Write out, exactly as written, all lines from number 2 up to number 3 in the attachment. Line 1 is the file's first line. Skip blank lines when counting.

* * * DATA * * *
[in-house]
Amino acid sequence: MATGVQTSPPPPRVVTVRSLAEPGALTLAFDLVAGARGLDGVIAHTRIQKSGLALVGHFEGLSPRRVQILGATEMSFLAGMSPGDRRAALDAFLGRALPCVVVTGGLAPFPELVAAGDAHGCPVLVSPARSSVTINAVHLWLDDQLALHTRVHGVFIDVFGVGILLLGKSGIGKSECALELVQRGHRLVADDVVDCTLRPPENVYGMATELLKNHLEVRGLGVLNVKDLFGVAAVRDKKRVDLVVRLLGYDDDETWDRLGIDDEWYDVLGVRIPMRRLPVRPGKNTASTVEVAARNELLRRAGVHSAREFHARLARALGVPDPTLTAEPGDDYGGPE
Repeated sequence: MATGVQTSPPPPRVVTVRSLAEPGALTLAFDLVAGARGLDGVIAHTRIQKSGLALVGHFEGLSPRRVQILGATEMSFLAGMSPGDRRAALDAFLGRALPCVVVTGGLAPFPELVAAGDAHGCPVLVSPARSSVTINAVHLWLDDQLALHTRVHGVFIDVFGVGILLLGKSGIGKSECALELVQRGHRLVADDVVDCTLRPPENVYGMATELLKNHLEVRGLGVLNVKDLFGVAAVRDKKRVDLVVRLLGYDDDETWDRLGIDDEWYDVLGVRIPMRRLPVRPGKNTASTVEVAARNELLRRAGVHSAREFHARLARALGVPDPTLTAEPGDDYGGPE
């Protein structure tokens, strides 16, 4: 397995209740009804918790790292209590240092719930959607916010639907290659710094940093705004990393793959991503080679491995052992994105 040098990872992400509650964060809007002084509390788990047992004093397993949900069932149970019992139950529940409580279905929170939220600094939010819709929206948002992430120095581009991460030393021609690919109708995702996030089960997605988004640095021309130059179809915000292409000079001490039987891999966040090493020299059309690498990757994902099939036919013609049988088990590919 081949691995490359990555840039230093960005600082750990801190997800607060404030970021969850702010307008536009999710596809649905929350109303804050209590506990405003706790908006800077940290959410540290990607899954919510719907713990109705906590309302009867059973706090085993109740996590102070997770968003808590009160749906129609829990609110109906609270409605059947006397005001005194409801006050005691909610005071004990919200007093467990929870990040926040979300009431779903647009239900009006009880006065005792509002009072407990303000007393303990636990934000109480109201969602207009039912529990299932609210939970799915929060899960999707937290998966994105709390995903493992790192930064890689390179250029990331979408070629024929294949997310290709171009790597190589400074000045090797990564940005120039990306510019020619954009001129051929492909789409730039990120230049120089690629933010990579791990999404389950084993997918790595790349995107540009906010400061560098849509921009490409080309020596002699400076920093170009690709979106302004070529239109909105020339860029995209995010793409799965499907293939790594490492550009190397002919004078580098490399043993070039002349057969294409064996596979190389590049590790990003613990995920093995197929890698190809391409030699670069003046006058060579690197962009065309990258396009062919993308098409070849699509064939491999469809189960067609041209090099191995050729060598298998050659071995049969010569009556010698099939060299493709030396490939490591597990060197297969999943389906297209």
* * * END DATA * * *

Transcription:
Amino acid sequence: MATGVQTSPPPPRVVTVRSLAEPGALTLAFDLVAGARGLDGVIAHTRIQKSGLALVGHFEGLSPRRVQILGATEMSFLAGMSPGDRRAALDAFLGRALPCVVVTGGLAPFPELVAAGDAHGCPVLVSPARSSVTINAVHLWLDDQLALHTRVHGVFIDVFGVGILLLGKSGIGKSECALELVQRGHRLVADDVVDCTLRPPENVYGMATELLKNHLEVRGLGVLNVKDLFGVAAVRDKKRVDLVVRLLGYDDDETWDRLGIDDEWYDVLGVRIPMRRLPVRPGKNTASTVEVAARNELLRRAGVHSAREFHARLARALGVPDPTLTAEPGDDYGGPE
Repeated sequence: MATGVQTSPPPPRVVTVRSLAEPGALTLAFDLVAGARGLDGVIAHTRIQKSGLALVGHFEGLSPRRVQILGATEMSFLAGMSPGDRRAALDAFLGRALPCVVVTGGLAPFPELVAAGDAHGCPVLVSPARSSVTINAVHLWLDDQLALHTRVHGVFIDVFGVGILLLGKSGIGKSECALELVQRGHRLVADDVVDCTLRPPENVYGMATELLKNHLEVRGLGVLNVKDLFGVAAVRDKKRVDLVVRLLGYDDDETWDRLGIDDEWYDVLGVRIPMRRLPVRPGKNTASTVEVAARNELLRRAGVHSAREFHARLARALGVPDPTLTAEPGDDYGGPE